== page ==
By Roger Baird on Wednesday 27 February 2019
The Financial Stability Board says banks have more to fear from BigTech rather than fintech.
The first two months of the year has seen the launch of a raft of Open Banking ventures, designed to free up financial services for consumers. But global regulator, the Financial Stability Board (FSB), is concerned that Open Banking might be used by BigTech to dominated parts of the industry and threaten financial stability.
The FSB, which comprises regulators and central bankers from the G20 economies, said that inroads made into financial services by huge players such as China’s Alibaba and Google and Amazon in America offer a greater threat to the global financial system, than the plethora of smaller fintech firms that have launched around the world in recent years.
“‘BigTech, could materially alter the universe of financial services providers,” said the FSB in a report earlier this month. “This could in turn affect the degree of concentration and contestability in financial services, with both potential benefits and risks for financial stability.”
The FSB added that Open Banking might be used as the route by which BigTech gains a foothold in the industry.
A change in European Union law at the start of the year has ushered in Open Banking, which means consumers can allow businesses, other than their bank, to access their financial data.
In the first few weeks of the year, this has led to the announcement of a raft of partnerships allowing banks, fintechs and other financial institutions to share products and services with their customers.
The aim of these changes, which operate using Payment Services Directive and application programming interface rules, is to allow customers to get better deals, such as cheaper overdrafts, and speed up switching between banks.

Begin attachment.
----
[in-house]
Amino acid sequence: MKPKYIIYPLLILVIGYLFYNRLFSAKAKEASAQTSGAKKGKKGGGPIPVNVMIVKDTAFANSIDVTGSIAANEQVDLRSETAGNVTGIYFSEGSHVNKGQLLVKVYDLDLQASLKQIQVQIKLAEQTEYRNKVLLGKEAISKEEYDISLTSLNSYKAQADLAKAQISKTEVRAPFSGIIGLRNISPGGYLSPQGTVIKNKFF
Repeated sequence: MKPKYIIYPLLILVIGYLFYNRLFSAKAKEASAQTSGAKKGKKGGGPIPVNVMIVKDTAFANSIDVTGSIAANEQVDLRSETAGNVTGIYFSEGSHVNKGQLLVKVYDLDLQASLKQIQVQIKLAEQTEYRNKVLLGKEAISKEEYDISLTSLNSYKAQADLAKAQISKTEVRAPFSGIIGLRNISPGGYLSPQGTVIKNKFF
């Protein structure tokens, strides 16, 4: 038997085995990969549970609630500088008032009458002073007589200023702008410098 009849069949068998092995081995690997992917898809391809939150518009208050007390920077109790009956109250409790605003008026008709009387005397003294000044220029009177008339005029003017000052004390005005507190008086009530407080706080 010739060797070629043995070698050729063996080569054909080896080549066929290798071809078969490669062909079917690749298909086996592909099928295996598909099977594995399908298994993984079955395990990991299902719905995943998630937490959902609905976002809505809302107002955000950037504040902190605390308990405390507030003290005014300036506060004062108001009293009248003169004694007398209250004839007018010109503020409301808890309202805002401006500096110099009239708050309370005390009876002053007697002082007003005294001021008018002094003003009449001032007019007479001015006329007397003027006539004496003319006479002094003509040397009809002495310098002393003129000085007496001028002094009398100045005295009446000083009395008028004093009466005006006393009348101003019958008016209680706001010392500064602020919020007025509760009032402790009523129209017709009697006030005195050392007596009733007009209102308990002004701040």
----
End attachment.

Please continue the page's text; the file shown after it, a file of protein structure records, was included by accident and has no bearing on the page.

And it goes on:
But the FSB added that Open Banking may also accelerate destructive trends in the industry.
It said: “The raft of new technologies introduced in the past few years, and the impetus provided by Open Banking could also change the dynamics of competition quickly.”
The global regulator is sanguine about the recent rise of fintech firms, which have made inroads into global credit provision and payment networks. But it adds that these firms have generally not had sufficient access to cheap money or a big enough customer base to pose a serious competitive threat to banks.
However, it adds that the “competitive impact of BigTech may be greater than that of fintech firms”. This is because giants such as Amazon have customer bases counted in the tens of millions, strong brand recognition, deep pockets and access to low cost capital from investors.
Banks under pressure
The diverse nature of these large companies mean that cross-subsidisation allows these firms “to operate with lower margins and gain greater market share”.
Heightened competition could put profits at financial institutions under pressure, which may lead to hazardous risk taking to maintain margins, resulting in unstable financial markets.
Banks are certainly feeling the pressure, simply to upgrade their networks, that is being put on them by both fintechs and BigTech.
“The absence of the cost drag of legacy IT systems and underused branch networks, which have been seen as a kind of public service and are therefore hard to rationalise, allow for cheaper digital delivery mechanisms which banks can only envy,” wrote chairman of the Royal Bank of Scotland Howard Davies in Financial News this week.
Davies added: “Banks in Europe are not much in favour with investors today, trading well below book value in most cases, and a significant loss of market share in payment services would threaten their viability further.”
By contrast the the FSB report points to the strength of e-commerce conglomerate Alibaba, which founded subsidiary Ant Financial in 2014, which provides such services as mobile payments, small business loans and wealth management products. It already has 170 million customers and holds 1.5trn yuan in assets.
Online giant Amazon was reported to have held talks with investment bank JPMorgan Chase to develop a personal account product, last March. This would not be the firm’s first foray into the financial services sector. It has become a major player in online lending to small businesses, announcing in summer 2016 that it had originated $3bn in loans since launching the service in 2011.
The FSB says the current financial landscape is not currently at risk from these potential developments, but offers no magic bullet to financial regulators around the world, simply calling on them for “vigilance”.
It adds that supervisors should pay attention to “monitoring the impact of heightened competition on profitability and lending standards, as well as increasing cyber risk.”
The FSB has laid out a convincing scenario in which Open Banking becomes a Trojan Horse for BigTech dominance of financial services.